What about a long-term relationship when the woman is 11 years older than the man? It is great right now. What might it be like down the road?
Male, Junior

Dr. Caron's response:
You seem to have two major issues to deal with here: the long-distance factor and the significant age difference. In terms of "down the road," I need to say that it is always hard to predict what will happen in any relationship. Looking at the issue of long-distance, I would be interested to know how long it has been this way - and what you mean by long-distance. For example, do you see each other only on weekends, only once a month, or less than that. Certainly, if your relationship has had a chance to develop while you were living close to one another, that will be a plus - you will have been able to lay a bit of the foundation for the relationship. The concern is that a long-distance relationship makes it easy for you to think the relationship is much better than it is - because you don't spend consistent time together. You don't see what your partner is really like and you can avoid dealing with any problems. What can happen is that you both end up having a very unrealistic view of each other and the relationship. The other issue is significant age difference. You are both mature adults, so that is a plus. However, sometimes when there is a big age difference some things can happen that may not be good or productive to the relationship. For example, the older person may become more impatient, act like a parent, may be more financially successful, and may be more controlling. As the younger person in the relationship, you may find yourself putting your partner on a pedestal, setting her up to be the parent, or you may be more likely to compromise your own interests and friends. What's important is to look at these issues (long-distance and age difference) as obstacles that can make your relationship difficult, but they do not have to destroy your relationship. By being honest with your partner about your situation and recognizing the uniqueness of your relationship, you will be much better served in the long-run. Recognize that all relationships go through changes in levels of intimacy, passion, and communication - yours will too. If the commitment is there, that is a very good sign for long-term growth. Best wishes.


Question from a student at University of Illinois Urbana-Champaign:
I'm in a relationship that has lasted almost a year. I feel I am in love with my girlfriend but I am not sexually attracted to her. We have even talked about getting engaged and I'm wondering if our relationship can last without the physical part being there. Male, Senior

Dr. Caron's Answer:
It sounds like you have a nice friendship going with this woman. However, I don't believe you can have a long-lasting romantic relationship with someone you aren't attracted to. What is interesting is that your question is almost the reverse of what many people worry about who say, "All we have is sex, sex, sex - Is that enough of a basis for a long-term relationship?" I guess I'm wondering what you would like in a relationship. Do you wish it were different? Have you ever experienced sexual attraction to another person you were involved with? I am also concerned about why there is no attraction? How does your partner feel about this? Is she okay with the relationship as it stands? or does she feel rejected? What are her expectations for the future? Again, I am referring to sexual attraction, not sexual activity; you can have one without the other. I think sometimes people avoid the sexual part to avoid intimacy or connection: Since you know you won't be that close, you can protect yourself - keep yourself at a physical and emotional distance. I also wonder if part of your lack of sexual attraction for your partner concerns a fear of sex itself. Have you experienced some type of trauma or hurt feelings around sex? I think you are right to ask yourself now if this lack of sexual attraction is going to be a concern for the future. Ignoring it will not make it go away. These are just some of the issues you may want to look at with a professional. Talking with someone you can trust will give you the perspective you need to make important decisions. Including your partner in these conversations will be essential. Good luck!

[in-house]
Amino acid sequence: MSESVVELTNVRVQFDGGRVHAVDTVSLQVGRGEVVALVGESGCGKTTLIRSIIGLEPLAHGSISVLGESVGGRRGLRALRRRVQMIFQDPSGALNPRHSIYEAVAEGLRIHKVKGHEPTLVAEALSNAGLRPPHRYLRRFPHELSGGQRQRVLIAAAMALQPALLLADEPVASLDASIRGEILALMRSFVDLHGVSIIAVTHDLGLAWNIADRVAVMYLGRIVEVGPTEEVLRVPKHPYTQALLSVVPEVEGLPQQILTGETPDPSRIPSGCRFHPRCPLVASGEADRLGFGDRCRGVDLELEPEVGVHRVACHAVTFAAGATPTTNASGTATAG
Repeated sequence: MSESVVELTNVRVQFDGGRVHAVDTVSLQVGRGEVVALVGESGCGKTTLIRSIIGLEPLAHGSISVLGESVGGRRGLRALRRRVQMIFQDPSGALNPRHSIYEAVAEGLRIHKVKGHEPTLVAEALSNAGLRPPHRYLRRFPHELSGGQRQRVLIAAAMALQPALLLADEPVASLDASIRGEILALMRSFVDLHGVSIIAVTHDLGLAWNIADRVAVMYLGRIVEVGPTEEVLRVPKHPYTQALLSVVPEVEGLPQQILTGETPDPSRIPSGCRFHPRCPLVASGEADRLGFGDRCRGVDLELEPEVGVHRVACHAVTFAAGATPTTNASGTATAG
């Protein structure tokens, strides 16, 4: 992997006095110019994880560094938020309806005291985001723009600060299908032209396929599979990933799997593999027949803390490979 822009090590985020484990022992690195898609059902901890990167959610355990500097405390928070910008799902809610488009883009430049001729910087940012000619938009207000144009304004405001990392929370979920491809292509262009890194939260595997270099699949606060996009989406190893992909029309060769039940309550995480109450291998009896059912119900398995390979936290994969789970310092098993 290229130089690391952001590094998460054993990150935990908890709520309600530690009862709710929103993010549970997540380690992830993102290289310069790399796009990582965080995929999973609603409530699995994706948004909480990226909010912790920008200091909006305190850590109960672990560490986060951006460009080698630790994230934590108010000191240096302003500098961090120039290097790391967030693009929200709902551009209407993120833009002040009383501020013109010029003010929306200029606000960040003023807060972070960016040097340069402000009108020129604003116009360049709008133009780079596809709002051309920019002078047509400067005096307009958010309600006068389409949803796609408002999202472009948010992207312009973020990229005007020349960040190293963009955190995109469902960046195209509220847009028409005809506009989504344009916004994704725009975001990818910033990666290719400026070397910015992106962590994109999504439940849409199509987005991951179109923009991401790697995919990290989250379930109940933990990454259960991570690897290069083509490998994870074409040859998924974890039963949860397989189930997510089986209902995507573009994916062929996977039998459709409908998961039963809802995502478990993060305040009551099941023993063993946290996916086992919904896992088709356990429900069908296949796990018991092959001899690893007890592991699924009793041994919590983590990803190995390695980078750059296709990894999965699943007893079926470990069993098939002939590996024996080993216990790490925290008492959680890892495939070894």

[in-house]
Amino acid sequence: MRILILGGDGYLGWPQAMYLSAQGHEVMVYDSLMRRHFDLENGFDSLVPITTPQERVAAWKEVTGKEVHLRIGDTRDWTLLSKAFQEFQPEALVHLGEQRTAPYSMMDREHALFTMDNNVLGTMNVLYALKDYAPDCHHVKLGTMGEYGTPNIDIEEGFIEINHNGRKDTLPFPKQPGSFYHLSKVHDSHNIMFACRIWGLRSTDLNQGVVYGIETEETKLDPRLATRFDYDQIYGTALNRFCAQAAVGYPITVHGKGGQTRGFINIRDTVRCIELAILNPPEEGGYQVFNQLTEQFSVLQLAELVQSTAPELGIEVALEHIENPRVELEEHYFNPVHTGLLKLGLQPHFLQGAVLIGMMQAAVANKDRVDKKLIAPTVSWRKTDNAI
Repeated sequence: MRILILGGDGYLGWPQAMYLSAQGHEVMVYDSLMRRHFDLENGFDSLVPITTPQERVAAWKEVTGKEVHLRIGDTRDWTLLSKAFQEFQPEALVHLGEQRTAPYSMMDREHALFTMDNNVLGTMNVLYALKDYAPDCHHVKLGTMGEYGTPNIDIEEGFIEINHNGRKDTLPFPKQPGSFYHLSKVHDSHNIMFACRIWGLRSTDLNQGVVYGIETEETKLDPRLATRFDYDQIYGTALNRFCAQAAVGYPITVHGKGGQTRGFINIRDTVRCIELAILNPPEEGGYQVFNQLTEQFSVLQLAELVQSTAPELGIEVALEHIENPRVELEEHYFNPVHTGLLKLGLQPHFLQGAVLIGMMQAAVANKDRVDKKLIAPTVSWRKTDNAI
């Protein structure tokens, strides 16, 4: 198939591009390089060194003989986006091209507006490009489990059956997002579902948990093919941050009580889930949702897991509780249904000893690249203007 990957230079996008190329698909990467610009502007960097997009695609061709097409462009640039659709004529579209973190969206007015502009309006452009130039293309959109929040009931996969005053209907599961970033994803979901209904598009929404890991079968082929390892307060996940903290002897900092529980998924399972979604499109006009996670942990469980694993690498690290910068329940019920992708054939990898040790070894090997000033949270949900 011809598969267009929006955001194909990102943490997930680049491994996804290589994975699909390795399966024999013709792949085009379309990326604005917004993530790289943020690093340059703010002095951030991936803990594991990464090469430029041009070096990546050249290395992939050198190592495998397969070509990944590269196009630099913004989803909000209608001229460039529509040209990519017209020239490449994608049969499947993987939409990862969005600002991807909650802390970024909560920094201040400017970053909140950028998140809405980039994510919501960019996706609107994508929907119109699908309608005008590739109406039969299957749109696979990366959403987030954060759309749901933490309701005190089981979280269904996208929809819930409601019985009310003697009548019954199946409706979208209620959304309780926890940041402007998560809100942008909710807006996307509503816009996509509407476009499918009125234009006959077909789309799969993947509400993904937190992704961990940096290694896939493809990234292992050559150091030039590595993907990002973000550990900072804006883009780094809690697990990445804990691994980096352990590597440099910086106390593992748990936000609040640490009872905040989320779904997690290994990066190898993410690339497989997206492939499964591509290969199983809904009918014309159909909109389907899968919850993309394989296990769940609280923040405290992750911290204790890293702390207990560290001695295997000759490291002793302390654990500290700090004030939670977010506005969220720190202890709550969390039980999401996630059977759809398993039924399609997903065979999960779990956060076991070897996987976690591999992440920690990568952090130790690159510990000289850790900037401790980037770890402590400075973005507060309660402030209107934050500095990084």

Question from Penn State: How can I get an athlete to fall in love with me? Female, Sophomore A: Nobody can make another person fall in love with him or her. Love is a gift - not something you can negotiate. Question from a student at Indiana: I have never really had a good relationship. One minute I'm head-over-heels in love with someone and the next minute I'm not interested at all. I wonder if I can ever find that special someone.
Female, Junior

Answer: The secret to finding someone to love is first finding someone to like. A true love relationship takes time - it's not something one jumps into lightly. Take a look inside yourself. Spend time thinking about what you really want in a relationship with another person. What things do you bring to the relationship? What do you hope to gain? You may want to spend some time talking with a counselor about these issues. It's important that we think through our dream about what makes a love relationship - then maybe it can become a reality.